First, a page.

The association between prior percutaneous coronary intervention and short-term outcomes after coronary artery bypass grafting

Division of Cardiac Surgery, Faculty of Medicine, Dalhousie University, Halifax, Nova Scotia, Canada.
American heart journal (Impact Factor: 4.56). 11/2005; 150(5):1026-31. DOI: 10.1016/j.ahj.2005.03.035
Source: PubMed

ABSTRACT Increasingly, patients are being referred for coronary artery bypass grafting (CABG) for management of symptoms after prior percutaneous coronary intervention (PCI). In this study, we assessed the impact of prior PCI on inhospital mortality after CABG.
Perioperative data were collected on patients who underwent first-time CABG at 2 surgical centers. Patients who underwent PCI and CABG during the same admission were excluded. Patients with prior PCI were compared with patients with no prior PCI, and the risk-adjusted impact of prior PCI on inhospital mortality after CABG was determined using both multivariate techniques and propensity score matching techniques.
Six thousand thirty-two patients met inclusion criteria. Patients with prior PCI were less likely to be between the ages of 70 and 80 (P < .0001), to have an ejection fraction <0.40 (P < .0001), and to have 3-vessel/left main disease (P < .0001). They were, however, more likely to have Canadian Cardiovascular Society class IV symptoms (P < .0001) and to have an urgent status (P = .02). Rates of inhospital mortality after CABG were higher in patients with prior PCI (3.6% vs 2.3%, P = .02). Using multivariate techniques, prior PCI emerged as an independent predictor of postoperative inhospital mortality (odds ratio 1.93, P = .003). When patients with prior PCI were matched to patients with no prior PCI using propensity scores, inhospital mortality remained higher among patients with prior PCI (3.6% vs 1.7%, P = .01).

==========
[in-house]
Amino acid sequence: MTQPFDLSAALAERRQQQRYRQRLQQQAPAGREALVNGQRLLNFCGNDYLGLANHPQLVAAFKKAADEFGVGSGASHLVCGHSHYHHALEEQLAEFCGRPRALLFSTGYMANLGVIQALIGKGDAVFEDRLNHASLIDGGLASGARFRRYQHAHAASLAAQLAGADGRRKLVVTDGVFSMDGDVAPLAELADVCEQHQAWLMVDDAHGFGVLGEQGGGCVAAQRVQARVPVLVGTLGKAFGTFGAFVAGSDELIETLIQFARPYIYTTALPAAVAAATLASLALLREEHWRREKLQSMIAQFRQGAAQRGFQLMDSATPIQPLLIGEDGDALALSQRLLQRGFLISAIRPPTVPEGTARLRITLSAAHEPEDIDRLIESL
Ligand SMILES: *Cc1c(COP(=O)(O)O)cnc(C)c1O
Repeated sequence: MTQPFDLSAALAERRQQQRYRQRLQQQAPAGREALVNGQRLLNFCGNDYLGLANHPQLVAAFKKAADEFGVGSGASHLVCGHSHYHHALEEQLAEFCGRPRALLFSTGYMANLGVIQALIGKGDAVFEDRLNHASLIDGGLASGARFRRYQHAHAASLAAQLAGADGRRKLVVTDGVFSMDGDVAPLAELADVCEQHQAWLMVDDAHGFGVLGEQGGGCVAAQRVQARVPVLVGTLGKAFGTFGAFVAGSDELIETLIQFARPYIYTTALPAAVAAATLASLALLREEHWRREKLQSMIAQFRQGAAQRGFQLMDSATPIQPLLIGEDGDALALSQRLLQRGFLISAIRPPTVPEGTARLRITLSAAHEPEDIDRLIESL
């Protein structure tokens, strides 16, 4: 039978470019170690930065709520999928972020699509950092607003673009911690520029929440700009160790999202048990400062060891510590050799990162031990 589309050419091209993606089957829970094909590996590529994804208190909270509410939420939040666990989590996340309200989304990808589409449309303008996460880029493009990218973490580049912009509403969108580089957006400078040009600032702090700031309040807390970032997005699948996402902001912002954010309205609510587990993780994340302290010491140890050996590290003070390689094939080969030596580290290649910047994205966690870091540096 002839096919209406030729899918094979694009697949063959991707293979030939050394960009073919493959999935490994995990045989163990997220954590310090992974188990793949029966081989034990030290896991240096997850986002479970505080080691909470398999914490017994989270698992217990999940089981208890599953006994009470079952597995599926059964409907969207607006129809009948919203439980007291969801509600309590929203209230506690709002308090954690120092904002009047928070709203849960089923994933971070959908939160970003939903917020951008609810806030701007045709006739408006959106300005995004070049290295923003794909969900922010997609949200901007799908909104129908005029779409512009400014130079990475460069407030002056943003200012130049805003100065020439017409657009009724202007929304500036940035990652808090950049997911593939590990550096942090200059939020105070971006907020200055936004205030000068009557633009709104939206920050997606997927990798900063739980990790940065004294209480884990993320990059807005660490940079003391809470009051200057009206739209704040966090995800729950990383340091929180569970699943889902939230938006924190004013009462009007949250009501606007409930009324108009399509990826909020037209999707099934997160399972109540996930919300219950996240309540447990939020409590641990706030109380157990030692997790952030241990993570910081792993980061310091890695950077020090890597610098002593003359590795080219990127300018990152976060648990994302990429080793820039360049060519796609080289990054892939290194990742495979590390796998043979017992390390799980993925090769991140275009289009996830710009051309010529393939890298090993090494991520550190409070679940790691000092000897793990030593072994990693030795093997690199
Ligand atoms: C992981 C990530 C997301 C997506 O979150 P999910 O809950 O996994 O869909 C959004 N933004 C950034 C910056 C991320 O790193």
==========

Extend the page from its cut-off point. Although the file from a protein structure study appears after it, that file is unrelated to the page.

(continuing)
Patients with prior PCI presented for CABG with less comorbidity and diminished coronary disease; yet, they had more advanced symptoms and greater urgency. After adjusting for these differences, prior PCI emerged as an independent predictor of inhospital mortality after CABG.

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    ABSTRACT: A number of studies reported on a possible increased risk of morbidity and mortality after coronary artery bypass grafting in patients with prior percutaneous coronary intervention. A systematic review and meta-analysis of studies comparing the outcome of patients undergoing coronary surgery with or without prior percutaneous coronary intervention was performed. Only studies reporting results of adjusted analysis and excluding acute percutaneous coronary intervention failures were included in this meta-analysis. Literature search yielded nine studies reporting on 68,645 patients who underwent coronary surgery. Of them, 8,358 (12.2%) had a prior percutaneous coronary intervention. Patients without prior percutaneous coronary intervention were significantly older (p=0.002), had significantly higher prevalence of left main stenosis (p=0.005) and three-vessel disease (p<0.0001). Prior percutaneous coronary intervention was associated with higher risk of resternotomy for bleeding (p=0.04) and dialysis (p=0.003). Thirty-day/in-hospital mortality was significantly higher in patients with prior percutaneous coronary intervention (pooled rate: 2.7% vs 2.0%, risk ratio 1.39, 95% confidence interval 1.06-1.84, p=0.02) as confirmed also by generic inverse variance analysis (risk ratio 1.47, 95% confidence interval 1.12-1.93, p=0.005). Prior percutaneous coronary intervention did not affect late outcome (five studies included, risk ratio 1.07, 95% confidence interval 0.90-1.28, p=0.43). Prior percutaneous coronary intervention seems to be associated with an increased risk of immediate postoperative morbidity and mortality after coronary surgery, but does not affect late mortality. These results are not conclusive and need to be confirmed by studies of better quality evaluating the impact of indication, timing, type of stents, amount of treated vessels and number of previous percutaneous coronary interventions.


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Jul 10, 2014